For Kaila Kuhn, becoming U.S. team’s youngest aerials skier was a lifelong dream |

For Kaila Kuhn, becoming U.S. team’s youngest aerials skier was a lifelong dream

Kaila Kuhn competes in the 2019 USANA FIS Freestyle World Cup at Lake Placid, N.Y.
Reese Brown/U.S. Ski & Snowboard

Not many kids can leave home at the age of 13 and be successful. For Kaila Kuhn, though, moving from Michigan to Park City a year ago at that age was a no-brainer considering the opportunity that was awaiting her: a spot on the Park City Ski and Snowboard team that enabled her to become the youngest member of the U.S. national team’s aerials team.

“I was basically giving up my childhood by leaving my friends, doing online school and never going to any school dances,” Kuhn said. “But it really was worth it because I’ve been given an opportunity a lot of people don’t get; the chance to chase a dream so early on. Of course, I miss my family but I’m so busy training that I don’t have time to get sad.”

Kuhn’s journey to Park City began around the time she could barely walk.

Growing up in Boyne City, Michigan, Kuhn’s parents put her on skis at the tender age of 18 months at Boyne Mountain Resort. Combined with her early introduction to skiing, Kuhn also began taking gymnastics lessons at six years old, providing a great background into aerials.

But everything changed for Kuhn at the age of 12 when Winter Vinecki a national team aerials competitor, got in touch.

“She saw video of me on a trampoline and thought that I could become a really good aerials skier because I have the perfect background in ski racing and gymnastics,” Kuhn said. “I went to an aerials tryout camp in Park City when I was 12 and ended up staying with Vinecki. … So in a way I owe her a lot.”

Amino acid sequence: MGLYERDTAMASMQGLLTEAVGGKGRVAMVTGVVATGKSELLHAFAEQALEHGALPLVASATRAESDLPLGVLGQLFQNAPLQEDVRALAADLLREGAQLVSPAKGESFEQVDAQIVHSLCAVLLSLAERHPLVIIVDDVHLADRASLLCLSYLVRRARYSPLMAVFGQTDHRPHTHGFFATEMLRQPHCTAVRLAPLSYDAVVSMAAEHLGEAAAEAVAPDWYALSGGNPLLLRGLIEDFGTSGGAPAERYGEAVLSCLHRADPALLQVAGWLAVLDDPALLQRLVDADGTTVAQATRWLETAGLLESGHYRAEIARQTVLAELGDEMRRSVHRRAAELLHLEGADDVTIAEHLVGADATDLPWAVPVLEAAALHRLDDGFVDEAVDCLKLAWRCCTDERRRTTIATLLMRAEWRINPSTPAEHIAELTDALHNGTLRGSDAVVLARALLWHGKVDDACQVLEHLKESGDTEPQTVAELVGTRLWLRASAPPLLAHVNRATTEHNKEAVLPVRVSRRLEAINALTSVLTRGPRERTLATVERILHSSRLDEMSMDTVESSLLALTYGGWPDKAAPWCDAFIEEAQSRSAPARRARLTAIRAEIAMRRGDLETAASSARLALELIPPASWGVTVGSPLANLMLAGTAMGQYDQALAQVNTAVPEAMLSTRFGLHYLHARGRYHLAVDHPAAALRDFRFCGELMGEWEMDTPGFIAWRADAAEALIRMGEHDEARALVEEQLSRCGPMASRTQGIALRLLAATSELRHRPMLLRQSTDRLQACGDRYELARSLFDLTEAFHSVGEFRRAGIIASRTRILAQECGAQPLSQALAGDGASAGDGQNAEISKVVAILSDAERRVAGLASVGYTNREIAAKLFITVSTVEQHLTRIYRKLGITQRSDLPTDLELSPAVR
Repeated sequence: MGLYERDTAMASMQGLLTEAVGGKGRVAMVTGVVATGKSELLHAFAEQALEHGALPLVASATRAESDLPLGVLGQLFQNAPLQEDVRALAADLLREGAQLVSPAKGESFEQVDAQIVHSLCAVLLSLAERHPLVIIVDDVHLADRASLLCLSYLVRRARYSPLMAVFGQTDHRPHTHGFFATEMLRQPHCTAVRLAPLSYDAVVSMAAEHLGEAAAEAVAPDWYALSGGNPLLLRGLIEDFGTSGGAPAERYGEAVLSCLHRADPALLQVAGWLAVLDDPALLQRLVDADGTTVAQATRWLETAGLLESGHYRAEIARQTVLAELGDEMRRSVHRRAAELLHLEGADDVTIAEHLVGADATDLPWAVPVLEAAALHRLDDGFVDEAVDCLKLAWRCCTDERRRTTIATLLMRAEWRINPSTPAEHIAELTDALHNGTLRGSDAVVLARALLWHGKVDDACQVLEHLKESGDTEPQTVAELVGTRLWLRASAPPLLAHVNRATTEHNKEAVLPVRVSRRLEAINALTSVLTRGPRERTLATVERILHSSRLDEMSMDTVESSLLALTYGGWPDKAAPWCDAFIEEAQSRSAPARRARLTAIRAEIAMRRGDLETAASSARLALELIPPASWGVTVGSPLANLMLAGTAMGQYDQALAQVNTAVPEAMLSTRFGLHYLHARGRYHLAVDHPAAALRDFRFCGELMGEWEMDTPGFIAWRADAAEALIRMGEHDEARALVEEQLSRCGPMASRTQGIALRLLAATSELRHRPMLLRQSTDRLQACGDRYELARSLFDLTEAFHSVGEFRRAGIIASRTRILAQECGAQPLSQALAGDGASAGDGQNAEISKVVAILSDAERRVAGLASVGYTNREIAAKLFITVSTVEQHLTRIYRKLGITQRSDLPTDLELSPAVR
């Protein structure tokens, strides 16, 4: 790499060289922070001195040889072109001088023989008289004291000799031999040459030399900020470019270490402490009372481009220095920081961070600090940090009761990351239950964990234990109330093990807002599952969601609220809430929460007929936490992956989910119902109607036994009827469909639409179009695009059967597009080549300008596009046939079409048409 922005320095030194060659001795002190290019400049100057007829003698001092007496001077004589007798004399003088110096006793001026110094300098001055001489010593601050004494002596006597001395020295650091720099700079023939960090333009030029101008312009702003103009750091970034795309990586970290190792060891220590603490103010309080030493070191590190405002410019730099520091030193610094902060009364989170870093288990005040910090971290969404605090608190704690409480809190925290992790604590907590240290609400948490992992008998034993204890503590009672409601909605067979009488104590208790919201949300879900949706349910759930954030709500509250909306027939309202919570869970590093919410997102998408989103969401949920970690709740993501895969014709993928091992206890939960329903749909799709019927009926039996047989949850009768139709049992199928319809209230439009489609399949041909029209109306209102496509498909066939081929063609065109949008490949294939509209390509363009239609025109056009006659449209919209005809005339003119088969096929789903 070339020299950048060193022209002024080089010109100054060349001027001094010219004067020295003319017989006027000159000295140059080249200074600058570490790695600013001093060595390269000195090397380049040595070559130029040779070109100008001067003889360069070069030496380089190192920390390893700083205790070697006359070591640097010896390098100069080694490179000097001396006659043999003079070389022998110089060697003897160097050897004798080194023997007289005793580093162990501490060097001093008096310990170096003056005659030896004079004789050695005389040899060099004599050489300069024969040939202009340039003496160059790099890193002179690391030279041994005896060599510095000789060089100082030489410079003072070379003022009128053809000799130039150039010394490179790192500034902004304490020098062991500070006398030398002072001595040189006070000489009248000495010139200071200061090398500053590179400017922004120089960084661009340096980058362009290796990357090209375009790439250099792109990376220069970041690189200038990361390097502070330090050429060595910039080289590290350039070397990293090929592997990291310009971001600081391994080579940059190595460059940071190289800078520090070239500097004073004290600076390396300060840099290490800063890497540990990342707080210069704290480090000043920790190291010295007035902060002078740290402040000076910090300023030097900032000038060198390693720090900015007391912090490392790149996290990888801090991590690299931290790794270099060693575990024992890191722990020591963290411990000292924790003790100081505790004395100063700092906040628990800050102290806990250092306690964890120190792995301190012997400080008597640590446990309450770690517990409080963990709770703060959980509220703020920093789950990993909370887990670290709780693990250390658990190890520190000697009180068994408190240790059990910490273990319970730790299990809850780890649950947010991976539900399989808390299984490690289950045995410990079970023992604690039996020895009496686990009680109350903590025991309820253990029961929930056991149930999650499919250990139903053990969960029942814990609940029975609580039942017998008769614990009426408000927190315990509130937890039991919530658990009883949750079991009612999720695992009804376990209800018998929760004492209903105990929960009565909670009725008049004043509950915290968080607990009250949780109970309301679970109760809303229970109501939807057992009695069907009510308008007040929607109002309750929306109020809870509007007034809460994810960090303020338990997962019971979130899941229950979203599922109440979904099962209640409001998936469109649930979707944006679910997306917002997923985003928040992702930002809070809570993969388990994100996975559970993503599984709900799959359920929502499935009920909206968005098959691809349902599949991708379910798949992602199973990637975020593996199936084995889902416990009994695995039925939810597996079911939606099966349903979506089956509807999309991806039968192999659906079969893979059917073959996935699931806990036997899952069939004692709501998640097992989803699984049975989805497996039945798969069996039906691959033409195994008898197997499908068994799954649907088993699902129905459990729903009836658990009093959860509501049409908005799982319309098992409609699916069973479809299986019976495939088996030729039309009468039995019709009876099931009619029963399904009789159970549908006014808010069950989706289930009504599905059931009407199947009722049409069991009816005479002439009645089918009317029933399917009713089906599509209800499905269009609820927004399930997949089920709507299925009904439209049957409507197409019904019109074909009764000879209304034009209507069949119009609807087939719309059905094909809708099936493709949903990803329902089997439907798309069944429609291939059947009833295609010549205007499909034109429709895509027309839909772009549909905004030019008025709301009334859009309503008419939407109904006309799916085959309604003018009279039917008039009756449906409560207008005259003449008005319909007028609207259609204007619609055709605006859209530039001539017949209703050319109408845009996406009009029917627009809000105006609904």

PCSS is hoping to host their next aerials tryout camp later this year where Kuhn, now 16, could help usher in the next generation of athletes and of her teammates.

U.S. Ski & Snowboard

“Honestly, I didn’t know much about aerials at all,” Kuhn said. “I loved to ski and was a pretty good gymnast and I was very happy with that but that camp in Park City changed everything.” “The more I learned about aerials and went through the process, a move to Park City made the most sense for me.”

Before pursuing aerials full time, Kuhn impressed so much at the tryout camp that she was offered a scholarship to stay for an extra three weeks. A few recruiters discovered Kuhn’s natural ability and convinced her to go to Lake Placid, New York, where she trained for more than a year as part of the local developmental team.

“That year was so much fun because I got to train all the time, stay in the dorms and just be with people who were just like me,” Kuhn said. “I got to work with the national team coaches and that’s what eventually led me to move to Park City full-time, because they liked what I was doing.”

Kuhn’s year in Park City has been a whirlwind of traveling, competing and training. Although she wasn’t part of the national team at that point, Kuhn finished with two eighth-place finishes in China as a member of the world champs team.

“When I first started in Park City, I thought I it would be a very long time before I reached the level I’m at right now,” Kuhn said. “I didn’t think it would move this quickly but now I’m on the same team as them, the youngest member of the nationals aerial team.”

Now that she’s on the team with a successful 2018 debut where she ended up ranked 15th in the world in aerials, Kuhn is setting her sights a lot higher after knowing what it’s like to train with the best.

“This year I want to qualify for harder tricks, go on the world cup circuit and travel to places like Russia, Belarus and China,” Kuhn said. “I want some top-6 finishes in the worlds this year and to climb up the world rankings.

“It’s what I train for, so why not accomplish it?”

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